In most cities and in all villages in the Philippines, tricycles are ubiquitous. They are used to carry people and merchandise from point A to point B. The function of the tricycle appears to be laudable until you realize that many tricycle drivers (not all) engage in criminality of all sorts. There have been numerous passengers who fell victims to the murderous hands of these three-wheeled vehicle drivers. In April 2011, it was reported that a young girl, age 15, boarded a tricycle en route to her home from school. Just a few meters away from the girl’s home, the tricycle driver took another road leading to a banana field where he beat her and then raped the student repeatedly. As if this ominous act were not enough, he strangled her. The day after, the farmer of that land discovered the girl lying in a pool of blood. Very sad, isn’t it? Nonetheless, the tricycle driver, inadvently, left a piece of his personal belongings on the scene, which allowed the police to track him down. He should have been given the death penalty, but there is no death sentence in the Philippines. Good for the criminals who can kill others mercilessly knowing that the law will allow them to live and bad for law-abiding citizens! And what a dire dichotomy, to say the least! Because of space constraint I cannot list all of the murders committed by tricycle drivers all over the Philippines.
Many tricycles in the Philippines have been involved in many crimes, and if only they could talk! Not only some Tricycle drivers use their “trikes” to commit heinous crimes, but also they are paid by gangsters and criminals syndicates to serve as surveillance while these murderers engage in criminal activity. It’s quite difficult to pinpoint who among these tricyle drivers are clean and legally responsible. I think that this is one the main reasons why so many innocent passengers have lost their lives, using this mode of transportation, the tricycle.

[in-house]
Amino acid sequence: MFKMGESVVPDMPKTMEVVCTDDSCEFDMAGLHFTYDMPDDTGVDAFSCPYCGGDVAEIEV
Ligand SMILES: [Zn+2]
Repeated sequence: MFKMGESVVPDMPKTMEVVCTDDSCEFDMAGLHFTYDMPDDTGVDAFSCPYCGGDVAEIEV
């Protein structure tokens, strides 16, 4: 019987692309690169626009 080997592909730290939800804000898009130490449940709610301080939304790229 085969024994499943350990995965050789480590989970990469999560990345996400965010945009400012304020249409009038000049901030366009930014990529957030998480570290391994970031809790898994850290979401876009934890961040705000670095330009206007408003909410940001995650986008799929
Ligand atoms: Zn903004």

In the Philippines, tricycles are a necessity for many folks: They carry produce from the farm to the market, people from their homes to the market and vice versa. They transport children to and from schools. They serve as ambulance in many localities to carry the sick to the clinics or hospitals. And those who don’t have a car use them as their family vehicles or private tricyles.
The law doesn’t allow them to drive on the highways in the Philippines, but this doesn’t keep them from doing so. Compared to motorkibes, tricycles are slow moving vehicles; therefore, when the tricycle drivers take to the highway, they not only slow down the traffic considerably, but more importantly they create a potential hazard to public safety. Moreover, they don’t respect any traffic rules and regulations of the local roads, let alone those of the highways. While a taxi cab is limited to 5 passengers including the driver, a tricycle can carry 9 people! How is that for logic? Additionally, trike drivers are the most careless drivers you can find anywhere. Although some people complain about this, but their complaints have fallen in deaf ear, unfortunately.
You wonder why some tricycle drivers who engage in crimes, drive carelessly, and disobey traffic regulations, are left alone by the police and traffic officers. You wonder why the police or the traffic officers don’t penalize those over-loaded tricycles while they do summon taxi drivers who carry more than 5 people in their taxi cab. And what double standard is that! I think that the police or the traffic officers should be responsible to see to it that tricycle drivers follow traffic regulations just like other modes of transportation and that they be searched from now and then for lillegal weapons and drugs. I think that this system is placed on auto-pilot until a new order of things comes up.
For detailed information on criminality in the Philippines, click here: http://is.gd/3HcGtG